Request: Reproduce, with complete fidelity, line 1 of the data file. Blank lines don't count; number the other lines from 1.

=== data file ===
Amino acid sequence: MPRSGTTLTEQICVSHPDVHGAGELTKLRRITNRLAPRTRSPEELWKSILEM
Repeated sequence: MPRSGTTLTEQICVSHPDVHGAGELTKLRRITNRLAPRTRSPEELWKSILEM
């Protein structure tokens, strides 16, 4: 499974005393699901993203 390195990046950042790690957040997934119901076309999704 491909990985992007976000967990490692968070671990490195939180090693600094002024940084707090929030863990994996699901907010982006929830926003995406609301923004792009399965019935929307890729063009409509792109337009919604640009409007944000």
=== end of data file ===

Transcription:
Amino acid sequence: MPRSGTTLTEQICVSHPDVHGAGELTKLRRITNRLAPRTRSPEELWKSILEM